While we’ve also written about the iPhone 6, the iPhone 6 Plus needs its own review in order to really understand the various features of the device that would otherwise be buried in the context of the iPhone 6. Without question, this device represents a significant departure from the way Apple has competed in the smartphone space. Until now, Apple hasn't competed in the phablet space and has thus avoided competing with Galaxy Note line that has been established as the dominant phablet for the past 3-4 generations. As a result, Apple occupies a fast-follower position at best.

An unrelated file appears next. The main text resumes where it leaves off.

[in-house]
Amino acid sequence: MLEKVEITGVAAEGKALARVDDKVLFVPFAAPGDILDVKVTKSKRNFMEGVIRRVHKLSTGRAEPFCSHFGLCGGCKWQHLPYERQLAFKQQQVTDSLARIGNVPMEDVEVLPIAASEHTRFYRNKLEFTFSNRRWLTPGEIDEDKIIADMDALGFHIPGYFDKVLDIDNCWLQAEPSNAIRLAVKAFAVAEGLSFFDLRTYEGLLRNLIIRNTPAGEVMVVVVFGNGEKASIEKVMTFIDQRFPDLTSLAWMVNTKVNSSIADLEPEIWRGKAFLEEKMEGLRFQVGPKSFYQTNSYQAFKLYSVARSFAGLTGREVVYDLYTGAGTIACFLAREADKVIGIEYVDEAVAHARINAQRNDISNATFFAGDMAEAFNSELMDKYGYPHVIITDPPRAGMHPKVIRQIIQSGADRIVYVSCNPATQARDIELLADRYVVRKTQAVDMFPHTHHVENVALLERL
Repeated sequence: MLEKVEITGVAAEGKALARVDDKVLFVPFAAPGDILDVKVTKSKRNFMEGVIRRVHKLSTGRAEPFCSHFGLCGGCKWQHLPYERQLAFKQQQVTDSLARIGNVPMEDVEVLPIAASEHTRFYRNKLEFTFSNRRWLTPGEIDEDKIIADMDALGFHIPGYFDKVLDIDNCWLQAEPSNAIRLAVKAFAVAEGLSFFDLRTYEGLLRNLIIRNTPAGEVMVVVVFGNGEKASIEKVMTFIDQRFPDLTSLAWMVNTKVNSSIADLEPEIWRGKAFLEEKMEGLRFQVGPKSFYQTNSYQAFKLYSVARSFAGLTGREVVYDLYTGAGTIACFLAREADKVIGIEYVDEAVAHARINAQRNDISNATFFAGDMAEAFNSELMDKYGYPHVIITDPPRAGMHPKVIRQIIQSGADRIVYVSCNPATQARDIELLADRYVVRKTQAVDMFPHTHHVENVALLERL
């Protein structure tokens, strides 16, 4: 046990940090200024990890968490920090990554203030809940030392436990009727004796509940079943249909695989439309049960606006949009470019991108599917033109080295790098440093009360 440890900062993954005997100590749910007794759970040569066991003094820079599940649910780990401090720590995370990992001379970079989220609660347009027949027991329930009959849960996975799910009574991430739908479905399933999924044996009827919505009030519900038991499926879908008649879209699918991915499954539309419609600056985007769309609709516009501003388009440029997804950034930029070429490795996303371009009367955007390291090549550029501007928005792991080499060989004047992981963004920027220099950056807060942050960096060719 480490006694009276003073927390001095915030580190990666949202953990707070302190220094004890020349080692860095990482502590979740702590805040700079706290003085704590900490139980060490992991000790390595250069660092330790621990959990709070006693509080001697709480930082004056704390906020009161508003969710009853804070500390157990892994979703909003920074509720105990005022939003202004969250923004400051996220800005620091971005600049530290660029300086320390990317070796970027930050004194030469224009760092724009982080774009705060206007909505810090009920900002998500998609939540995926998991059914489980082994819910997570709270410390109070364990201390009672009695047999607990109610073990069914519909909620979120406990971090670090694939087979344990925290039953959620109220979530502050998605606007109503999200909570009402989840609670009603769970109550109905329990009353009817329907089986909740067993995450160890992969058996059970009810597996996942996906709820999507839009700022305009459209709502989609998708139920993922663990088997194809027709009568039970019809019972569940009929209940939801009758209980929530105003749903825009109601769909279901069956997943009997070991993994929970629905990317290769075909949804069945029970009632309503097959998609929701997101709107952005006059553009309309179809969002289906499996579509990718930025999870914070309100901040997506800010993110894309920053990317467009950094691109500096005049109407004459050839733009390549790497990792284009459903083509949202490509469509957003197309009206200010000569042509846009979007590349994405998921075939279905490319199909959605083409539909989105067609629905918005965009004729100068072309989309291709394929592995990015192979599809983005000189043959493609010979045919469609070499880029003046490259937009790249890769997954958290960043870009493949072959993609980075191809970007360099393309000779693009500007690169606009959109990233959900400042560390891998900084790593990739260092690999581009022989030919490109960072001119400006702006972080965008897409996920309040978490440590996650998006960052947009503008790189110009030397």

This brings us to the iPhone 6 Plus, which really is an extension of the iPhone 6. Both phones share the same SoC, NAND configurations, front and rear camera sensors, LED flash module, industrial/material design, TouchID home button, earpiece and speaker configuration, WiFi/BT chipset, modem, and button layout. At this point, I’m going to stop listing similarities because the iPhone 6 Plus is interesting for its differences. Unlike similarities, the differences are simple. The iPhone 6 Plus is bigger, the display has higher pixel density, the camera has optical image stabilization, and iOS 8 has new app designs to take advantage of the larger screen. The iPhone 6 Plus is also more expensive, with the 16GB version starting at the same price as the 64GB version of the iPhone 6.